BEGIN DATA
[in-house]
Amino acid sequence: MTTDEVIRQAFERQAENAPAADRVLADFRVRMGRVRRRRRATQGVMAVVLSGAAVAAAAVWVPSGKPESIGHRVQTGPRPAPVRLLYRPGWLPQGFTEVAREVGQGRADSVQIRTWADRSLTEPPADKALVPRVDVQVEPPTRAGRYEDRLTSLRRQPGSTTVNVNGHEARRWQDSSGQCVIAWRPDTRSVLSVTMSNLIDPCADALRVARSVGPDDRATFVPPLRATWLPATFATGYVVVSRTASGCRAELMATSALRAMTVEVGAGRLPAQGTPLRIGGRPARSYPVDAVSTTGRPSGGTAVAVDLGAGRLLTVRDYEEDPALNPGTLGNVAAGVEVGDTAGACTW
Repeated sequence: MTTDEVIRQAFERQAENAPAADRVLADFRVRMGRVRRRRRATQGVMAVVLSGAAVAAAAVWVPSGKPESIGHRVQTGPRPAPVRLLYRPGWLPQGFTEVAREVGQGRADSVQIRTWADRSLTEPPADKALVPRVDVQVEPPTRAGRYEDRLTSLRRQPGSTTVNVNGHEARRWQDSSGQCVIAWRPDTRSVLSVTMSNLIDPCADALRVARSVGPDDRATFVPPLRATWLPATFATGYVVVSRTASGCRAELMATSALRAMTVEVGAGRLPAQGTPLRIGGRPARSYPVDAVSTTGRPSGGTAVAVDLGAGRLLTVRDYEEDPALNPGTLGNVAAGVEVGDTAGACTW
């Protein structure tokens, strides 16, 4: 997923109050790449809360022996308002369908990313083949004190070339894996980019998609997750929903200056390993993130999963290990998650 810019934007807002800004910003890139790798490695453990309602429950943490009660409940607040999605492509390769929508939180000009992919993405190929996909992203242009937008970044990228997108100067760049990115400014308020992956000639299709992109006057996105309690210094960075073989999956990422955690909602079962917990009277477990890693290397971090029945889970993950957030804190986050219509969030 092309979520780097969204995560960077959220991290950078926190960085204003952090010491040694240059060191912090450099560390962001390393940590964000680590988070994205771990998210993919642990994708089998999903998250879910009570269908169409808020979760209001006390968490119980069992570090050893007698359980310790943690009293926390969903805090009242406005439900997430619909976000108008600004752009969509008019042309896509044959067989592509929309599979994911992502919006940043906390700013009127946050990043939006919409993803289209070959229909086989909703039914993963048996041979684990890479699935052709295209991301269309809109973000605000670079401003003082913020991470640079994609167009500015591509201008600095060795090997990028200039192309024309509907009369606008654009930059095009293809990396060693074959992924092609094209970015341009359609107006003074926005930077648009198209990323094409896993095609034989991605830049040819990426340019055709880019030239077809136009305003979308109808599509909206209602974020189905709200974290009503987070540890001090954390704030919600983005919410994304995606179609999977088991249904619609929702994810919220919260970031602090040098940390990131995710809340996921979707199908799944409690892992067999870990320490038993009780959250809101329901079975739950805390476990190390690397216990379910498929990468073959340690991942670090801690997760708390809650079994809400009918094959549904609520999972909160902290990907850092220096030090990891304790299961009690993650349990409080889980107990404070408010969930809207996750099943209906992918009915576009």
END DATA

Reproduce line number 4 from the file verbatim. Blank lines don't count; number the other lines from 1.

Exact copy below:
């Protein structure tokens, strides 16, 4: 997923109050790449809360022996308002369908990313083949004190070339894996980019998609997750929903200056390993993130999963290990998650 810019934007807002800004910003890139790798490695453990309602429950943490009660409940607040999605492509390769929508939180000009992919993405190929996909992203242009937008970044990228997108100067760049990115400014308020992956000639299709992109006057996105309690210094960075073989999956990422955690909602079962917990009277477990890693290397971090029945889970993950957030804190986050219509969030 092309979520780097969204995560960077959220991290950078926190960085204003952090010491040694240059060191912090450099560390962001390393940590964000680590988070994205771990998210993919642990994708089998999903998250879910009570269908169409808020979760209001006390968490119980069992570090050893007698359980310790943690009293926390969903805090009242406005439900997430619909976000108008600004752009969509008019042309896509044959067989592509929309599979994911992502919006940043906390700013009127946050990043939006919409993803289209070959229909086989909703039914993963048996041979684990890479699935052709295209991301269309809109973000605000670079401003003082913020991470640079994609167009500015591509201008600095060795090997990028200039192309024309509907009369606008654009930059095009293809990396060693074959992924092609094209970015341009359609107006003074926005930077648009198209990323094409896993095609034989991605830049040819990426340019055709880019030239077809136009305003979308109808599509909206209602974020189905709200974290009503987070540890001090954390704030919600983005919410994304995606179609999977088991249904619609929702994810919220919260970031602090040098940390990131995710809340996921979707199908799944409690892992067999870990320490038993009780959250809101329901079975739950805390476990190390690397216990379910498929990468073959340690991942670090801690997760708390809650079994809400009918094959549904609520999972909160902290990907850092220096030090990891304790299961009690993650349990409080889980107990404070408010969930809207996750099943209906992918009915576009």